Begin basic tracking on the third song and realize that the vocals don’t work at this tempo when you can actually hear the words.

Rinse and repeat on 3 more songs.

 

Step 4: Discover that you planned to get far more done in a day than is actually possible for you right now. Realize that at this rate, you will run out of money before you have accomplished your goals.

On Day 2, discover that you and the studio’s engineer don’t share much in the way of musical taste or preferences in sound. Also come to the mounting realization that you think he’s a bit of a detached and condescending prick.

Rinse and repeat for one week.

Against all odds, and after using up all the days you budgeted for, finish basic tracking.

 

Step 5: Try to scrounge up some more money for overdubs; Put project on shelf for 5 weeks.

 

Step 6: Come back for overdubs, this time at a new studio with an engineer who you seem to get along with pretty well.

Waste a few hours the first day as the new engineer figures out how all the tracks are arranged in your sessions, and figures out exactly where to put you when you say things like “let’s punch in at the second chorus.”

Realize that your favorite song on the record is in a key that doesn’t work for the vocals.

Realize that although the engineer is a cool guy, he has no useful advice on pitch and delivery. Also realize that it feels kind of awkward to sing in front of him.

 

Step 7: Run out of money during overdubs; Figure it would be cheaper if you just recorded yourselves anyway.

Seek advice on internet forums; end up spending more money on recording equipment than you ever spent on studio time.

Over the course of 3 months, teach yourself enough about your recording software to finish basic tracking.

 

Step 8: Learn how to mix. After 4 months of trial-and-error, end up with some okay-sounding tracks. Still wish they could be better, and feel a little insecure about playing them for people who have opinions about sound.

 

Step 9: Find the second-cheapest mastering engineer on Craigslist who has done some work in your genre. Secretly think the record sounds worse after mastering, but don’t say anything about it. After all, he’s the mastering engineer, and you figure he knows this stuff better than you.

 

Step 10: Release all 18 songs via iTunes and Amazon; promote on Facebook and Twitter.

At no point in the process, consider cutting the length of the album or focusing your energies more on some songs than others.

 

Step 11: Realize you’re going to need some Facebook and Twitter followers, stat.

Step 11a): Realize you hate social marketing, and that to do it effectively you have to come to it with a strategy and approach it with discipline, just like any other job.

Step 11b): Write emails to a few bloggers about your album that has been out for 4 weeks now. Cross fingers.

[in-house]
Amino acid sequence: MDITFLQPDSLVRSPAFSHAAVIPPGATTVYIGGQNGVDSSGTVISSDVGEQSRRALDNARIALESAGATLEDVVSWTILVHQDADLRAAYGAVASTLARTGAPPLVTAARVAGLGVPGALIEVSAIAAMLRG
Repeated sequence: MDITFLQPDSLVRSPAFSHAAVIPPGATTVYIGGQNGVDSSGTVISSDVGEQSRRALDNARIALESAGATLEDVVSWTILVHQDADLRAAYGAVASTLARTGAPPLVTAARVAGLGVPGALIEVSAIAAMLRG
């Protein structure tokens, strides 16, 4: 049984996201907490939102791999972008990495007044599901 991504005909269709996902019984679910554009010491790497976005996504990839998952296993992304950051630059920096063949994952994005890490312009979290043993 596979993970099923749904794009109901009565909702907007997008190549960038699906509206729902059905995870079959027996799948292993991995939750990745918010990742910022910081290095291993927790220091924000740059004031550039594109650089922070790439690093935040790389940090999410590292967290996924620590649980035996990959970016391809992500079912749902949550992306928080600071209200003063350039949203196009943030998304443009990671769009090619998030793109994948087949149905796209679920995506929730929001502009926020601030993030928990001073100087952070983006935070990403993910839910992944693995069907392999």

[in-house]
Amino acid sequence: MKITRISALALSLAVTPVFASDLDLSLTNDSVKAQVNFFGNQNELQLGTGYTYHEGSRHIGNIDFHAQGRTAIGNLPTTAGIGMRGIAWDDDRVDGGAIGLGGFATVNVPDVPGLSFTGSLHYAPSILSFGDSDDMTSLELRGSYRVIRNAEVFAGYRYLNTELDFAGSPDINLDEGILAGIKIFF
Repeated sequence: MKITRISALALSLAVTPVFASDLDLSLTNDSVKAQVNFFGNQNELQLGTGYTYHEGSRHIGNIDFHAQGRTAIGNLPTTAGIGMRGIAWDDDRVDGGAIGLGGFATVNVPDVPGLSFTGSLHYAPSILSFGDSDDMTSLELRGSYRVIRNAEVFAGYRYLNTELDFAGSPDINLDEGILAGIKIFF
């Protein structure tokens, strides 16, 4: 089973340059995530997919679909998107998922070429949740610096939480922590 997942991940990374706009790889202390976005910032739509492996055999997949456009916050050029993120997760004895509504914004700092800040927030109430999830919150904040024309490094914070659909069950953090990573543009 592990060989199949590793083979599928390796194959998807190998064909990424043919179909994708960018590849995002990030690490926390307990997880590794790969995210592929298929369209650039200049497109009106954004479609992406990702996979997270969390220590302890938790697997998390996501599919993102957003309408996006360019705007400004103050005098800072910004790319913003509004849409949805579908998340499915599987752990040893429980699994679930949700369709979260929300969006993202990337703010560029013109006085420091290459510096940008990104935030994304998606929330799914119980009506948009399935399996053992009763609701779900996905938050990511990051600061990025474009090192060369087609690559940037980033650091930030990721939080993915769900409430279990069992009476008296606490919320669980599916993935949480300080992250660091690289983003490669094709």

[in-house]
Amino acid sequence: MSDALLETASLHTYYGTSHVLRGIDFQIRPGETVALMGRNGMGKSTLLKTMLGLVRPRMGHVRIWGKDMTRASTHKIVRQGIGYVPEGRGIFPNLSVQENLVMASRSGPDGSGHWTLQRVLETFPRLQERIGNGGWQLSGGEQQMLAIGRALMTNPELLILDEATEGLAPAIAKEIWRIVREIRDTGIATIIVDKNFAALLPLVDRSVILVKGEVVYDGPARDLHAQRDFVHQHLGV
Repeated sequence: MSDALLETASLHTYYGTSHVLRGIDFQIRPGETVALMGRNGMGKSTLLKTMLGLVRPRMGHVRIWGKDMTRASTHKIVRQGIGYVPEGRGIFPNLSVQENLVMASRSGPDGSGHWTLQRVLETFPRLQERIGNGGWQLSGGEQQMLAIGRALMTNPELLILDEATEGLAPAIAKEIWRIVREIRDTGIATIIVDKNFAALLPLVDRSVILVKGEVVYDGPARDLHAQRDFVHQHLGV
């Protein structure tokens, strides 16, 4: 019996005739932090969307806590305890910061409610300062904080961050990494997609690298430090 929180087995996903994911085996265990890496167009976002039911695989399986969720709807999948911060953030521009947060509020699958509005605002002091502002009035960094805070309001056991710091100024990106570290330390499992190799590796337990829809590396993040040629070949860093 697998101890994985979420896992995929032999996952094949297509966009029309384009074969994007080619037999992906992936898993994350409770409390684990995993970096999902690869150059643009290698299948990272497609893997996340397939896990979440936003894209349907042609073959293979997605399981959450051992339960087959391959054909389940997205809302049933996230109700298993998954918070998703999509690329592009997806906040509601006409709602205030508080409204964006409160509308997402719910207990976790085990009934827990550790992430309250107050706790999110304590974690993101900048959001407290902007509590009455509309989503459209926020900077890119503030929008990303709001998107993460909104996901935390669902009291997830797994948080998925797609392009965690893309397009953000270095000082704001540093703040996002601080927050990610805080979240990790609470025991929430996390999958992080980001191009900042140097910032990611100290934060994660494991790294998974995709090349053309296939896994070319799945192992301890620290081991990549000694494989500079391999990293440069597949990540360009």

Step 11c): Play a few more shows.

 

Step 12: Break up.

I honestly wish I could say this was all rhetorical exaggeration, but I’ve seen it happen dozens of times.

 

The 12 Steps to Releasing an Album (The Smart Way)

Step 1: Write a bunch of songs.

Play them. Constantly.

Record rehearsals, record demos, listen critically, record some more.

 

Step 2: Begin to build a platform for your music.

Connect with potential fans, collaborators, and great artists to play shows with.

Keep playing music, constantly.

 

Step 3: Begin shopping around for potential producers or engineers.

Get recommendations from musicians whose recordings you love;

Search on the web and listen to demo reels;

Look through the liner notes of some of your favorite independent releases;

Hone in on your top choices. Recognize that their platform is your platform.

 

Step 4: Contact these people.

Make sure that you get along well, and that they’re available and excited about your project.

Find out if they’re willing to work within a general budget range that’s feasible for you.

Make your final choice on producer or engineer, and get that person involved early on in the process. Invite the producer to listen to rehearsal recordings, to come to rehearsals and to shows and to participate in song selection and strategy.

(Note that “studio” and “rate” have not yet entered the equation.)

 

Step 5: Working with your producer, establish appropriate goals, approach and timeline.

Come up with a budget that is feasible for you to secure, and that will allow you to reach those goals comfortably. If this proves impossible, adjust your goals.

 

Step 6: Now that you’ve established your budget, approach, and goals, work with your producer or engineer to solidify what studio arrangements make the most sense for the project.

If the producer/engineer owns his or her own studio that works for the entire project, great. If not, that’s great too. Many great producers either don’t own studios that will work for all stages of every project, and many notable ones don’t own a recording studio at all.

Even if they do, sometimes it’s fun or inspiring to travel. Collaborate with them and settle on the environments that make the most sense for your project and budget. Set deadlines and remember to book time in advance.